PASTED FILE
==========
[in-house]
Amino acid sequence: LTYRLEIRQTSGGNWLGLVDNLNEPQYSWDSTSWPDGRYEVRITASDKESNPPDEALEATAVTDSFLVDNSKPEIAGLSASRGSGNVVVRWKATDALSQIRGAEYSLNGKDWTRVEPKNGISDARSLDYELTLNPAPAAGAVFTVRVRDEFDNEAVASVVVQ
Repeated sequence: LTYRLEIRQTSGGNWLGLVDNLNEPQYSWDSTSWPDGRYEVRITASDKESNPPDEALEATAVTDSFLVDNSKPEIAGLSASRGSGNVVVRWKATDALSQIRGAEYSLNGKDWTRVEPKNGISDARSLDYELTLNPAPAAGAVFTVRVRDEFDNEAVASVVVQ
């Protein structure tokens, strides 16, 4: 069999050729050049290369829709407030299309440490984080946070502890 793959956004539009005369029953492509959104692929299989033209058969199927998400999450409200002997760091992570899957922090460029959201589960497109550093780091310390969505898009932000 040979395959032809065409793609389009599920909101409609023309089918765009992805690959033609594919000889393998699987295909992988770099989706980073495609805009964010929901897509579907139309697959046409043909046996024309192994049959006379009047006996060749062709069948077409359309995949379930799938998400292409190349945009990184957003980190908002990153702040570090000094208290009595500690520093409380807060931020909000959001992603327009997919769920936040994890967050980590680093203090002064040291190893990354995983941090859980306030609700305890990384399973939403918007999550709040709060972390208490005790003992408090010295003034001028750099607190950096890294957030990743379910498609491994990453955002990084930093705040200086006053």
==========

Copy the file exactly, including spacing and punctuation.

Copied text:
[in-house]
Amino acid sequence: LTYRLEIRQTSGGNWLGLVDNLNEPQYSWDSTSWPDGRYEVRITASDKESNPPDEALEATAVTDSFLVDNSKPEIAGLSASRGSGNVVVRWKATDALSQIRGAEYSLNGKDWTRVEPKNGISDARSLDYELTLNPAPAAGAVFTVRVRDEFDNEAVASVVVQ
Repeated sequence: LTYRLEIRQTSGGNWLGLVDNLNEPQYSWDSTSWPDGRYEVRITASDKESNPPDEALEATAVTDSFLVDNSKPEIAGLSASRGSGNVVVRWKATDALSQIRGAEYSLNGKDWTRVEPKNGISDARSLDYELTLNPAPAAGAVFTVRVRDEFDNEAVASVVVQ
């Protein structure tokens, strides 16, 4: 069999050729050049290369829709407030299309440490984080946070502890 793959956004539009005369029953492509959104692929299989033209058969199927998400999450409200002997760091992570899957922090460029959201589960497109550093780091310390969505898009932000 040979395959032809065409793609389009599920909101409609023309089918765009992805690959033609594919000889393998699987295909992988770099989706980073495609805009964010929901897509579907139309697959046409043909046996024309192994049959006379009047006996060749062709069948077409359309995949379930799938998400292409190349945009990184957003980190908002990153702040570090000094208290009595500690520093409380807060931020909000959001992603327009997919769920936040994890967050980590680093203090002064040291190893990354995983941090859980306030609700305890990384399973939403918007999550709040709060972390208490005790003992408090010295003034001028750099607190950096890294957030990743379910498609491994990453955002990084930093705040200086006053």